Executive Director of the U.S. branch
of the Richard Dawkins Foundation for
Reason and Science (RDFRS)

A public talk. Free. (Map) (Flyer)

Is beauty created by Madison Avenue ad men (and women), or is beauty a human universal as evolutionary psychologists argue? If it is a human universal — why? What are the adaptive advantages to clear skin, a shapely figure. Are there signals specific to what women want as opposed to what men want? Why do men and women differ in what they find attractive? What do they find similarly attractive? By looking at humans through the Darwinian lens of sexual selection, you will never look at another advertisement the same way again.

Dr. R. Elisabeth ‘Liz’ Cornwell, Ph.D., is the first Executive Director of the U.S. branch of the Richard Dawkins Foundation for Reason and Science (RDFRS). She also has years of experience as a businesswoman, working in marketing and sales in the semiconductor industry in California. She decided, in her forties, to go back to university to do a doctorate in psychology, at the University of St Andrews, in Scotland. An evolutionary psychologist, her research has examined the underlying mechanisms of human mate selection, looking at such factors as hormones, pheromones, aging, asymmetry, and facial features. More recently she has been doing research at the University of Colorado at Colorado Springs, exploring the relationship of various psychological traits to religious belief, across the spectrum from strong theism to strong non-theism.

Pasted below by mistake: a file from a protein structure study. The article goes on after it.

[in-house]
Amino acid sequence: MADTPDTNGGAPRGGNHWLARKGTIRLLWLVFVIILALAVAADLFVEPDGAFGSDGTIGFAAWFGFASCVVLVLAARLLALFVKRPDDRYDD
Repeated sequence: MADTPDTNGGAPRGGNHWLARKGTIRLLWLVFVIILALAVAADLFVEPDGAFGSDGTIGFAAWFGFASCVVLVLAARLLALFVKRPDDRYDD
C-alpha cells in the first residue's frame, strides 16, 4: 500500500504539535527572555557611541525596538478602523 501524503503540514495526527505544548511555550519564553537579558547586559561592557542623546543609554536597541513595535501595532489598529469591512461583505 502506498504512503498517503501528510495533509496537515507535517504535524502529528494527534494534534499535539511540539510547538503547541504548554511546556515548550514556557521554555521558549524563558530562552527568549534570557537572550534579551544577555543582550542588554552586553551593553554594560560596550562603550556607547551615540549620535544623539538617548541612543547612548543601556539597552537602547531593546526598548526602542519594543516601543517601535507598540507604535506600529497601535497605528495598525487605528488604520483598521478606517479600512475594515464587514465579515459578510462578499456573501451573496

This talk will be at the National Science Foundation, Room 110, 4201 Wilson Boulevard, Arlington, VA -- one block south of the Ballston-MU Metro stop. Enter NSF from the corner of 9th N & N Stuart Streets.

Refreshments & Socializing until 3:45 pm

Everyone is welcome, members and non-members.
For more information: 301 587-3827

Tuesday, February 15, 2011

Feb 12 U.S. Science Education and Global Competitiveness

Saturday, Feb 12, 1:30 pm - 3:00 pm

Bruce A. Fuchs, Ph.D.

Director of the NIH Office of Science Education
A public talk. Free. (Map) (Flyer)
National Science Foundation, Room 110 
4201 Wilson Boulevard, Arlington, VA 

In December of last year the results of the latest Programme for International Student Assessment (PISA) were released and, once again, U.S. students performed poorly in science and math compared to students from many other countries. We are going to look at some of the international student data and talk about what we can, and cannot, conclude from these types of studies. Some of the common questions addressed will be ...
  • Are these results “real”? 
  • Aren’t we comparing “all” our kids to a tiny elite in the nations that outperform us? 
  • There can’t be anything to really worry about, right? 
  • After all, if we are so dumb then why are we so rich? Oops!